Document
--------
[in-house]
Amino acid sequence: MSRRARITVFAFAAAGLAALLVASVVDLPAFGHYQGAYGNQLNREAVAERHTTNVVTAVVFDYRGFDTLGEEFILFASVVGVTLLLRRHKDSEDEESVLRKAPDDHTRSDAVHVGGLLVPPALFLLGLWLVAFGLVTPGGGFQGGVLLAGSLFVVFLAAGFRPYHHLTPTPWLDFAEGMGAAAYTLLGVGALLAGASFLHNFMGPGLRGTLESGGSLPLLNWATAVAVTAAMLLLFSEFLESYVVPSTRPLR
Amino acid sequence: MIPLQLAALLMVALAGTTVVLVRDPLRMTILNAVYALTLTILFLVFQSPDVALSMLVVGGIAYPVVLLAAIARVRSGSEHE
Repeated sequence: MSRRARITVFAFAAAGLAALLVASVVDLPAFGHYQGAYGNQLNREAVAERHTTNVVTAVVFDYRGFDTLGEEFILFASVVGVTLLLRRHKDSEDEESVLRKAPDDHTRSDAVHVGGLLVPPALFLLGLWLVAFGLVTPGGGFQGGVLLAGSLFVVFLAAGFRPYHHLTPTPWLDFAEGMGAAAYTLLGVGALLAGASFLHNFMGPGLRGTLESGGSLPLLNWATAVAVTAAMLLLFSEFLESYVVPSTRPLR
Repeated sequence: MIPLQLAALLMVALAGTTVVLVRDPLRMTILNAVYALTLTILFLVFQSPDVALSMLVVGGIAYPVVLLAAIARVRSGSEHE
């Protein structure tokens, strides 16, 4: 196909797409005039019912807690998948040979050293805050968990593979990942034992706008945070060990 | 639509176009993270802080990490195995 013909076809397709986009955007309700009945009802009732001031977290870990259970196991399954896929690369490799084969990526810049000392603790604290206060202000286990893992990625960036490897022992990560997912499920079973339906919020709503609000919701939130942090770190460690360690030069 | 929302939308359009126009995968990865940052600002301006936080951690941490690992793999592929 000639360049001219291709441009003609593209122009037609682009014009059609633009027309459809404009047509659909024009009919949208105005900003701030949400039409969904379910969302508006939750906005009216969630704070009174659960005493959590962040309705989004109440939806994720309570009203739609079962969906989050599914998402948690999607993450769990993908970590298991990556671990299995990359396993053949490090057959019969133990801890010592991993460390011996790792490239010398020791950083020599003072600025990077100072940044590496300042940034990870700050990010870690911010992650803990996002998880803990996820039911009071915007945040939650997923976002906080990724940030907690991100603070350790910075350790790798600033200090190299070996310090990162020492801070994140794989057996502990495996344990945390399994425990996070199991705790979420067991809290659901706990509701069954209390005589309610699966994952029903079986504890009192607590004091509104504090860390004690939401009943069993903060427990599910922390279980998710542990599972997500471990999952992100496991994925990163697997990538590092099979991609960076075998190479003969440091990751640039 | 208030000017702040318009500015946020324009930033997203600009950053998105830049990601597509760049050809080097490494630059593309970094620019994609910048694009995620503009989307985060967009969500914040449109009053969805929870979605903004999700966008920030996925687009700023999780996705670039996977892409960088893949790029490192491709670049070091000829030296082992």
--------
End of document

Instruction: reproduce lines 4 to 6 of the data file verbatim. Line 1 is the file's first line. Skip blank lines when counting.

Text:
Repeated sequence: MSRRARITVFAFAAAGLAALLVASVVDLPAFGHYQGAYGNQLNREAVAERHTTNVVTAVVFDYRGFDTLGEEFILFASVVGVTLLLRRHKDSEDEESVLRKAPDDHTRSDAVHVGGLLVPPALFLLGLWLVAFGLVTPGGGFQGGVLLAGSLFVVFLAAGFRPYHHLTPTPWLDFAEGMGAAAYTLLGVGALLAGASFLHNFMGPGLRGTLESGGSLPLLNWATAVAVTAAMLLLFSEFLESYVVPSTRPLR
Repeated sequence: MIPLQLAALLMVALAGTTVVLVRDPLRMTILNAVYALTLTILFLVFQSPDVALSMLVVGGIAYPVVLLAAIARVRSGSEHE
């Protein structure tokens, strides 16, 4: 196909797409005039019912807690998948040979050293805050968990593979990942034992706008945070060990 | 639509176009993270802080990490195995 013909076809397709986009955007309700009945009802009732001031977290870990259970196991399954896929690369490799084969990526810049000392603790604290206060202000286990893992990625960036490897022992990560997912499920079973339906919020709503609000919701939130942090770190460690360690030069 | 929302939308359009126009995968990865940052600002301006936080951690941490690992793999592929 000639360049001219291709441009003609593209122009037609682009014009059609633009027309459809404009047509659909024009009919949208105005900003701030949400039409969904379910969302508006939750906005009216969630704070009174659960005493959590962040309705989004109440939806994720309570009203739609079962969906989050599914998402948690999607993450769990993908970590298991990556671990299995990359396993053949490090057959019969133990801890010592991993460390011996790792490239010398020791950083020599003072600025990077100072940044590496300042940034990870700050990010870690911010992650803990996002998880803990996820039911009071915007945040939650997923976002906080990724940030907690991100603070350790910075350790790798600033200090190299070996310090990162020492801070994140794989057996502990495996344990945390399994425990996070199991705790979420067991809290659901706990509701069954209390005589309610699966994952029903079986504890009192607590004091509104504090860390004690939401009943069993903060427990599910922390279980998710542990599972997500471990999952992100496991994925990163697997990538590092099979991609960076075998190479003969440091990751640039 | 208030000017702040318009500015946020324009930033997203600009950053998105830049990601597509760049050809080097490494630059593309970094620019994609910048694009995620503009989307985060967009969500914040449109009053969805929870979605903004999700966008920030996925687009700023999780996705670039996977892409960088893949790029490192491709670049070091000829030296082992």